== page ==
Step 1: Whilst standing/kneeling in front of your dog, use a treat to lure your dogs head up and back slightly – nothing drastic, don’t be silly and make them bend their neck back as that’s just not comfortable. Also never use physical force to put your dog in position, I’ve seen people pushing on their dogs bum to make them sit and it’s not good for their joints! Makes me want to go and jump on their shoulders until their arse hits the floor!

Step 2: When their head comes up their bum should lower

Step 3: As soon as his/her bum touches the floor click and reward (it is key to click and target that precise moment! Don’t forget to click first then give the reward, if you have correctly conditioned they will already know that reward is on the way when they hear the click!).

Step 4: Start adding the command, I do this by saying sit once (and only once!) and then luring into position again.

Step 5: Repeat process multiple times until your dog starts to sit without the lure.

Step 6: Wait slightly longer each time before giving the reward (count 1 second then reward a few times, then 2 seconds and reward a few times, then 3 seconds etc.) but do not move away from them as this is venturing into a stay/wait command.

Aurora sit Badbury
Because obviously you don’t know what a sitting dog looks like…

(Must know sit first)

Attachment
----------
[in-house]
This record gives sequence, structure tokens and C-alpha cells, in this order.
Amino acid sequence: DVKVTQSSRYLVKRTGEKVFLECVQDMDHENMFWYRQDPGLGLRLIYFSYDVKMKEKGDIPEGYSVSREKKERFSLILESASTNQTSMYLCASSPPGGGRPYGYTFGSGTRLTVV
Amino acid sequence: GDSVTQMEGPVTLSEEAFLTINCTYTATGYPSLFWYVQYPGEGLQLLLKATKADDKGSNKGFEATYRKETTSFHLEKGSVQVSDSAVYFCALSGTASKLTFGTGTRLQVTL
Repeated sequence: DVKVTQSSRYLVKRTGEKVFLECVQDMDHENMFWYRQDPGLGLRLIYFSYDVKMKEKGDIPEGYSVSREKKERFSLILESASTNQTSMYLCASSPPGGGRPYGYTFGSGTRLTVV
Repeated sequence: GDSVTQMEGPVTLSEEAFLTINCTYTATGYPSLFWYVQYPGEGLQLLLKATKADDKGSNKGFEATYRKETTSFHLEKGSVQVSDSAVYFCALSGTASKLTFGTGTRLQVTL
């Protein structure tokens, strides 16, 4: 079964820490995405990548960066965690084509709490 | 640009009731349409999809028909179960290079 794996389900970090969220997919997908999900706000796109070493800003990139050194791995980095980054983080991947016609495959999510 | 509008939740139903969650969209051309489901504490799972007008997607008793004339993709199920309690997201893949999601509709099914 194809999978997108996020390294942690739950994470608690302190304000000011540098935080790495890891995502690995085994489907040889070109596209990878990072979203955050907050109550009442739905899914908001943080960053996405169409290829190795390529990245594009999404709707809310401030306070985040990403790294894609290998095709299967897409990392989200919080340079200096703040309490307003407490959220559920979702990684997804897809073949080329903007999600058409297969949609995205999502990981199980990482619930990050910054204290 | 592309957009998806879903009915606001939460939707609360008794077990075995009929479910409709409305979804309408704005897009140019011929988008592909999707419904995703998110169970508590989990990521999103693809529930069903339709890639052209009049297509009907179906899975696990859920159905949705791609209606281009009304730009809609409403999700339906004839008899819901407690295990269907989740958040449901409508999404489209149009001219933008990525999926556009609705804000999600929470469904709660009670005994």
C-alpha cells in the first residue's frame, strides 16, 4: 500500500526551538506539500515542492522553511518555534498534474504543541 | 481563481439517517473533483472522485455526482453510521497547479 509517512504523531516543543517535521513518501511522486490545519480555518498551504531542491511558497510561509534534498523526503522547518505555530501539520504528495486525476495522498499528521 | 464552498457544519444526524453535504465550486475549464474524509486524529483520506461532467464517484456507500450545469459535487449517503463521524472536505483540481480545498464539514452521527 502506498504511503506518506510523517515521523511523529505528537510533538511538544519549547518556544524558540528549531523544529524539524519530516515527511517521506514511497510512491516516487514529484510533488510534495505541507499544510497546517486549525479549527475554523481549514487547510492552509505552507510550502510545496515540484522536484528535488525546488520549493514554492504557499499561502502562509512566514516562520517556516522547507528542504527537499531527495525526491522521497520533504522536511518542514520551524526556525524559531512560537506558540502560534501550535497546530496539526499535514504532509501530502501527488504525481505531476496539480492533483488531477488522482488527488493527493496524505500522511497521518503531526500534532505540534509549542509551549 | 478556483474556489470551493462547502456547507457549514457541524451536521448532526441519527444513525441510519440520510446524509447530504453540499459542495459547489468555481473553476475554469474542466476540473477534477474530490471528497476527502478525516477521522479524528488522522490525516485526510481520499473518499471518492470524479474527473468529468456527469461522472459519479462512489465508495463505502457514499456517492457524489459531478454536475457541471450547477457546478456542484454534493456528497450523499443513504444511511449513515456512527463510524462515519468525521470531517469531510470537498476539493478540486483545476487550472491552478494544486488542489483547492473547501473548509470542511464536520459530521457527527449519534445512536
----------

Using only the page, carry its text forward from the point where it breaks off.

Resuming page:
Step 1: Stand/kneel in front of your dog with a treat and ask them to sit.

Step 2: Once sitting put the treat in front of their nose, and using it as a lure move the treat slowly towards the ground. Try not to bring the treat forward too far as their bum may come up so they can step forwards!

Step 3: As soon as their elbows are on the ground click and reward!

Step 4: Once they are comfortably performing ‘down’ every time you lure them add the command. Say the command once then lure into position again.

Step 5: Repeat process multiple times until your dog starts to lie down without the lure.

Step 6: Wait slightly longer each time before giving the reward.

Luna showing off her capability to lie down…

(Must know sit)

Step 1: Stand/kneel in front of your dog and ask them to sit.

Step 2: Use a treat to lure your dog forward.

Step 3: As soon as they straighten their back legs click and reward!

Step 4: Once they are standing still from a sit position start adding the command!

Step 5: Repeat process until your dog is standing without the lure.

Step 6: Wait slightly longer each time before giving the reward.

7 square
Aurora showing us how to stand, because you didn’t know what that looked like either…

(Must know sit)

Step 1: Stand/kneel in front of your dog and ask them to sit.

Step 2: Hold a treat in a tightly clasped hand near your dog and slightly to one side to encourage them to shift their weight off the leg you want them to give.

Step 3: Encourage your dog to get the treat. After a few moments (and probably a few licks, potentially some nibbles!) they should use their paw to try and open your hand. Click and reward as soon as their paw touches your hand!